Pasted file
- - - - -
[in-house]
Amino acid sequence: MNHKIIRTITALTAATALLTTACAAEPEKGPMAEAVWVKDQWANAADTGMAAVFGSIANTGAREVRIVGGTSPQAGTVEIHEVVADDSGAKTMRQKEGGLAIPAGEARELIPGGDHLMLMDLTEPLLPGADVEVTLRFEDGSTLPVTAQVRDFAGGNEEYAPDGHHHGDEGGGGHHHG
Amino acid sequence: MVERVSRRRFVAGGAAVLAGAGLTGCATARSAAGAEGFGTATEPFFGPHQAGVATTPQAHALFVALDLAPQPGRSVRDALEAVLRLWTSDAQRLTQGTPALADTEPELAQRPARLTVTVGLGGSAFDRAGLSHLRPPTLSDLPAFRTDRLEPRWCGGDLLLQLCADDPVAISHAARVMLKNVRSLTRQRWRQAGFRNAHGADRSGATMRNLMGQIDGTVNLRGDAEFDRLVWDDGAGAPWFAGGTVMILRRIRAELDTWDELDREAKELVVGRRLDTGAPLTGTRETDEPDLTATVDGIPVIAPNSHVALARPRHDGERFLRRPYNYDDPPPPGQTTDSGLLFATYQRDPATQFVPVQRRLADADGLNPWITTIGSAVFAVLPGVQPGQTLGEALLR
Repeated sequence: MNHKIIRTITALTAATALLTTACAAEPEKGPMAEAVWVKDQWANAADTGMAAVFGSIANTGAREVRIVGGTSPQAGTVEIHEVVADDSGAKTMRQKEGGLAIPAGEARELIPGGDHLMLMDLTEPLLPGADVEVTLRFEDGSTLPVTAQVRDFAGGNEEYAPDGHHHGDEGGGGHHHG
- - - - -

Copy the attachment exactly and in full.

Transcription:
[in-house]
Amino acid sequence: MNHKIIRTITALTAATALLTTACAAEPEKGPMAEAVWVKDQWANAADTGMAAVFGSIANTGAREVRIVGGTSPQAGTVEIHEVVADDSGAKTMRQKEGGLAIPAGEARELIPGGDHLMLMDLTEPLLPGADVEVTLRFEDGSTLPVTAQVRDFAGGNEEYAPDGHHHGDEGGGGHHHG
Amino acid sequence: MVERVSRRRFVAGGAAVLAGAGLTGCATARSAAGAEGFGTATEPFFGPHQAGVATTPQAHALFVALDLAPQPGRSVRDALEAVLRLWTSDAQRLTQGTPALADTEPELAQRPARLTVTVGLGGSAFDRAGLSHLRPPTLSDLPAFRTDRLEPRWCGGDLLLQLCADDPVAISHAARVMLKNVRSLTRQRWRQAGFRNAHGADRSGATMRNLMGQIDGTVNLRGDAEFDRLVWDDGAGAPWFAGGTVMILRRIRAELDTWDELDREAKELVVGRRLDTGAPLTGTRETDEPDLTATVDGIPVIAPNSHVALARPRHDGERFLRRPYNYDDPPPPGQTTDSGLLFATYQRDPATQFVPVQRRLADADGLNPWITTIGSAVFAVLPGVQPGQTLGEALLR
Repeated sequence: MNHKIIRTITALTAATALLTTACAAEPEKGPMAEAVWVKDQWANAADTGMAAVFGSIANTGAREVRIVGGTSPQAGTVEIHEVVADDSGAKTMRQKEGGLAIPAGEARELIPGGDHLMLMDLTEPLLPGADVEVTLRFEDGSTLPVTAQVRDFAGGNEEYAPDGHHHGDEGGGGHHHG